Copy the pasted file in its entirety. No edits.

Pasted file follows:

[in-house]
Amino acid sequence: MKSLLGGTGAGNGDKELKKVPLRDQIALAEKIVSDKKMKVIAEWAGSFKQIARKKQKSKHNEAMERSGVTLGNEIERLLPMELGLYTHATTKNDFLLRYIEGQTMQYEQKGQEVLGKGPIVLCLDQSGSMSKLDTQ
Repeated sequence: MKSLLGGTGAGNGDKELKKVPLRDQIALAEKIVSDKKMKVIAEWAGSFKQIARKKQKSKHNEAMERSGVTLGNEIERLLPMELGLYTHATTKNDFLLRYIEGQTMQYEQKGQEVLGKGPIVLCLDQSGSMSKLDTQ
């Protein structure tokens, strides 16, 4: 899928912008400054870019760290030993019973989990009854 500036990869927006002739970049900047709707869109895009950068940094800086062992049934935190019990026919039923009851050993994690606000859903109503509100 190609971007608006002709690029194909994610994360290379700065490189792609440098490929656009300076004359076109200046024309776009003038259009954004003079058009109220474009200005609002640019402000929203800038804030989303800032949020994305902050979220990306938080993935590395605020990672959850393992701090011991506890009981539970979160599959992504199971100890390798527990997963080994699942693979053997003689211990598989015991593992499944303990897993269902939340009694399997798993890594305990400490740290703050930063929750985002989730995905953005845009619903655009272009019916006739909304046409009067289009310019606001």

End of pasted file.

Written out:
[in-house]
Amino acid sequence: MKSLLGGTGAGNGDKELKKVPLRDQIALAEKIVSDKKMKVIAEWAGSFKQIARKKQKSKHNEAMERSGVTLGNEIERLLPMELGLYTHATTKNDFLLRYIEGQTMQYEQKGQEVLGKGPIVLCLDQSGSMSKLDTQ
Repeated sequence: MKSLLGGTGAGNGDKELKKVPLRDQIALAEKIVSDKKMKVIAEWAGSFKQIARKKQKSKHNEAMERSGVTLGNEIERLLPMELGLYTHATTKNDFLLRYIEGQTMQYEQKGQEVLGKGPIVLCLDQSGSMSKLDTQ
């Protein structure tokens, strides 16, 4: 899928912008400054870019760290030993019973989990009854 500036990869927006002739970049900047709707869109895009950068940094800086062992049934935190019990026919039923009851050993994690606000859903109503509100 190609971007608006002709690029194909994610994360290379700065490189792609440098490929656009300076004359076109200046024309776009003038259009954004003079058009109220474009200005609002640019402000929203800038804030989303800032949020994305902050979220990306938080993935590395605020990672959850393992701090011991506890009981539970979160599959992504199971100890390798527990997963080994699942693979053997003689211990598989015991593992499944303990897993269902939340009694399997798993890594305990400490740290703050930063929750985002989730995905953005845009619903655009272009019916006739909304046409009067289009310019606001």